So why not do as Matt and Simon at Paper Planes (now called Cemoh) did and develop a way to stop wasting your time doing custom proposals for stingy, unqualified prospects?  This way, you can start working only with serious clients who are happy to pay for your services.

Generating revenue doing what you used to do for free

Although you can theoretically get started with nothing more than a simple email offer or a short phone conversation, for best results, you’ll want to productize your strategy sessions.

Here’s what you need to frame your strategy sessions as a product:

1. A dedicated page on your website showing the benefits of scheduling and paying for a strategy session with you (and your team).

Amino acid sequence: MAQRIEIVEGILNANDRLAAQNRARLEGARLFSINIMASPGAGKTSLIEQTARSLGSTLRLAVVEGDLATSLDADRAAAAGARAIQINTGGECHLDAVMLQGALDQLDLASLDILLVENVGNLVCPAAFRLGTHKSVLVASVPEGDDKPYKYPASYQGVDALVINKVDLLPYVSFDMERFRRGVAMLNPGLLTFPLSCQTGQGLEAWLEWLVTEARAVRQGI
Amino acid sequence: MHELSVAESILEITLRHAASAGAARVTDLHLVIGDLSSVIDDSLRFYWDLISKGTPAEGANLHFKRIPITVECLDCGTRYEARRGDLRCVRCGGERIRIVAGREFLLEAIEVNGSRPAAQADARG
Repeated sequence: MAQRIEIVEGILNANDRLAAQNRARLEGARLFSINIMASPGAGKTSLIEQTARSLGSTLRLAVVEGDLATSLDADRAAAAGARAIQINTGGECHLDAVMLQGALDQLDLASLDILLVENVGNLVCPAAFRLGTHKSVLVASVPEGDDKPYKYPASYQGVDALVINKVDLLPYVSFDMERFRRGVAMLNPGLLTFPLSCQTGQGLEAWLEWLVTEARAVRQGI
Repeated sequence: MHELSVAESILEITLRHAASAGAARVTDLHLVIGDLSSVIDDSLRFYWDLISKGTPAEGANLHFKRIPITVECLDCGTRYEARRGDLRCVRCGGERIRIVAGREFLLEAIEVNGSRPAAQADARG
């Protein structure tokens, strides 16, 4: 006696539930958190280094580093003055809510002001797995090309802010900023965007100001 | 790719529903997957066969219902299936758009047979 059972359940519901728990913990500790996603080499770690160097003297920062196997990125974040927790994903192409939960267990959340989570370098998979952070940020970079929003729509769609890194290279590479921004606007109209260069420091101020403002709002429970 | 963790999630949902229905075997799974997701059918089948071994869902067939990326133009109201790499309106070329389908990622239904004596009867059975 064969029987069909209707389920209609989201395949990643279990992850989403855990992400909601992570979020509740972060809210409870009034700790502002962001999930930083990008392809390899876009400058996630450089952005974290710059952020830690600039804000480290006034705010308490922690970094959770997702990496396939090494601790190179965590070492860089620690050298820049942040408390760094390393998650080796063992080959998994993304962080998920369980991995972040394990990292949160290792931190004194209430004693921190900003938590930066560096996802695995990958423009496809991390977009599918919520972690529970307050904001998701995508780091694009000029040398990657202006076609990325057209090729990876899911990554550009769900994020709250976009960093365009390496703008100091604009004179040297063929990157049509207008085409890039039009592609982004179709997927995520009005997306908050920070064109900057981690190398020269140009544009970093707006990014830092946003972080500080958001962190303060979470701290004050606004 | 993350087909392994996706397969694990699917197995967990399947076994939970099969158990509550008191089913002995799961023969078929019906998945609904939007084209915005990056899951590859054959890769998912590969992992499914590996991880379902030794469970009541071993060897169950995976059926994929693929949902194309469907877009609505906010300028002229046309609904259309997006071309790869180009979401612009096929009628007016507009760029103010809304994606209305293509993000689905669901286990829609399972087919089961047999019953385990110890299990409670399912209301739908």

2. Bullet points detailing what the session will include, highlighting the benefits the client will get.

3. Testimonials. Be sure to share three or four stories that prove you’re getting real results for real clients. Case studies are great for this, especially if they feature companies in the same industry as the prospect.  

4. An audio recording of the session. You can also include a written transcription. Nowadays, there are plenty of low-cost software and human-driven transcription services.

5. A written summary with key takeaways from the session. (This, of course, can be templatized. An assistant can easily pull the most important points from the recording or transcript)